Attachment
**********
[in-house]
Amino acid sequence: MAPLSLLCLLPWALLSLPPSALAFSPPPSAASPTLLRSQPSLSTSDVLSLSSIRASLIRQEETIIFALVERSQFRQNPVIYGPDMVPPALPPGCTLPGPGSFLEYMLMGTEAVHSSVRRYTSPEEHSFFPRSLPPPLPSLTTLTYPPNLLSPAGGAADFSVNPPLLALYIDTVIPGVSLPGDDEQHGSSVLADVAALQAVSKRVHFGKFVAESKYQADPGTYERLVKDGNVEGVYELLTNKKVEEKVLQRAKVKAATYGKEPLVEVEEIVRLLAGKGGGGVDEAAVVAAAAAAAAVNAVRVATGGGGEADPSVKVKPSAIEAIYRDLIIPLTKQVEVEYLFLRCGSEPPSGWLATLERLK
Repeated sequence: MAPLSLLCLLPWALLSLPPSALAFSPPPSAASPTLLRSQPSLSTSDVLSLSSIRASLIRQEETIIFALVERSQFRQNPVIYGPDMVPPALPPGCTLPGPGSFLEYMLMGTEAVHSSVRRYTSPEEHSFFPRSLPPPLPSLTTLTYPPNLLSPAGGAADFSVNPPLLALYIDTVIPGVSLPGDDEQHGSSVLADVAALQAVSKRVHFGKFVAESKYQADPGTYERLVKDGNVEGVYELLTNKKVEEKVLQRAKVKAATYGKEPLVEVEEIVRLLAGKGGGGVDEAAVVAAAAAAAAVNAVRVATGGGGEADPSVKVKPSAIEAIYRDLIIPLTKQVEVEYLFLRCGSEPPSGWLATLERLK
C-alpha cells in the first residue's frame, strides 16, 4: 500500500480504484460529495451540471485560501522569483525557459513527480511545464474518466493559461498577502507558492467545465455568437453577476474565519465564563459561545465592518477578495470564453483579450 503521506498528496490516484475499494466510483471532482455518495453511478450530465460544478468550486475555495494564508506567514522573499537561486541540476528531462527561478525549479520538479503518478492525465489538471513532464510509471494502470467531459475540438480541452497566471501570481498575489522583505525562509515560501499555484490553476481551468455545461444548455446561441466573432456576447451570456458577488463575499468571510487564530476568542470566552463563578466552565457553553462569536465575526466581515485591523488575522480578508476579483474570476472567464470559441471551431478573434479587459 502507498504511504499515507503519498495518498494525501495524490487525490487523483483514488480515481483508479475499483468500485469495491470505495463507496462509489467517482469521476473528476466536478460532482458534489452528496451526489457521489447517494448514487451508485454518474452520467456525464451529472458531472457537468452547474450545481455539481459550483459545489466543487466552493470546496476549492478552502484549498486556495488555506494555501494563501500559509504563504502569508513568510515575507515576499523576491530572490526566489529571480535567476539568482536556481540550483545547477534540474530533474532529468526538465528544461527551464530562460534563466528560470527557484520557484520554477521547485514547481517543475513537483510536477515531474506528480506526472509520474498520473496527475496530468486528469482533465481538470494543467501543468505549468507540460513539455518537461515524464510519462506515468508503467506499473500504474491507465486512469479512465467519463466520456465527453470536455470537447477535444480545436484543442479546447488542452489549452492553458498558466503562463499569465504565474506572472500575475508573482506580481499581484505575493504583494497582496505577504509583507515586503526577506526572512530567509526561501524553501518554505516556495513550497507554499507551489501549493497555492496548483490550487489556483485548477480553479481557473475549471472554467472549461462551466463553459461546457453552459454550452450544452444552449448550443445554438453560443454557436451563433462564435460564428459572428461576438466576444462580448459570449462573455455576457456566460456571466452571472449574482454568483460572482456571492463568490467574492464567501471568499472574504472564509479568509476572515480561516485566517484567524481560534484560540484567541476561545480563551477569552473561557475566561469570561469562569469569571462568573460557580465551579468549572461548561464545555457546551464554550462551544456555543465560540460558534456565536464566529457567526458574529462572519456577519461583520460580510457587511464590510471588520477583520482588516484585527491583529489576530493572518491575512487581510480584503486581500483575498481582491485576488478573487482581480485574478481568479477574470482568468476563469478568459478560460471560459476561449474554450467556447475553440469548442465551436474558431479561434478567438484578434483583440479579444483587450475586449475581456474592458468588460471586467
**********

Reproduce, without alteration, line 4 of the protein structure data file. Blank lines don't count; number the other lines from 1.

C-alpha cells in the first residue's frame, strides 16, 4: 500500500480504484460529495451540471485560501522569483525557459513527480511545464474518466493559461498577502507558492467545465455568437453577476474565519465564563459561545465592518477578495470564453483579450 503521506498528496490516484475499494466510483471532482455518495453511478450530465460544478468550486475555495494564508506567514522573499537561486541540476528531462527561478525549479520538479503518478492525465489538471513532464510509471494502470467531459475540438480541452497566471501570481498575489522583505525562509515560501499555484490553476481551468455545461444548455446561441466573432456576447451570456458577488463575499468571510487564530476568542470566552463563578466552565457553553462569536465575526466581515485591523488575522480578508476579483474570476472567464470559441471551431478573434479587459 502507498504511504499515507503519498495518498494525501495524490487525490487523483483514488480515481483508479475499483468500485469495491470505495463507496462509489467517482469521476473528476466536478460532482458534489452528496451526489457521489447517494448514487451508485454518474452520467456525464451529472458531472457537468452547474450545481455539481459550483459545489466543487466552493470546496476549492478552502484549498486556495488555506494555501494563501500559509504563504502569508513568510515575507515576499523576491530572490526566489529571480535567476539568482536556481540550483545547477534540474530533474532529468526538465528544461527551464530562460534563466528560470527557484520557484520554477521547485514547481517543475513537483510536477515531474506528480506526472509520474498520473496527475496530468486528469482533465481538470494543467501543468505549468507540460513539455518537461515524464510519462506515468508503467506499473500504474491507465486512469479512465467519463466520456465527453470536455470537447477535444480545436484543442479546447488542452489549452492553458498558466503562463499569465504565474506572472500575475508573482506580481499581484505575493504583494497582496505577504509583507515586503526577506526572512530567509526561501524553501518554505516556495513550497507554499507551489501549493497555492496548483490550487489556483485548477480553479481557473475549471472554467472549461462551466463553459461546457453552459454550452450544452444552449448550443445554438453560443454557436451563433462564435460564428459572428461576438466576444462580448459570449462573455455576457456566460456571466452571472449574482454568483460572482456571492463568490467574492464567501471568499472574504472564509479568509476572515480561516485566517484567524481560534484560540484567541476561545480563551477569552473561557475566561469570561469562569469569571462568573460557580465551579468549572461548561464545555457546551464554550462551544456555543465560540460558534456565536464566529457567526458574529462572519456577519461583520460580510457587511464590510471588520477583520482588516484585527491583529489576530493572518491575512487581510480584503486581500483575498481582491485576488478573487482581480485574478481568479477574470482568468476563469478568459478560460471560459476561449474554450467556447475553440469548442465551436474558431479561434478567438484578434483583440479579444483587450475586449475581456474592458468588460471586467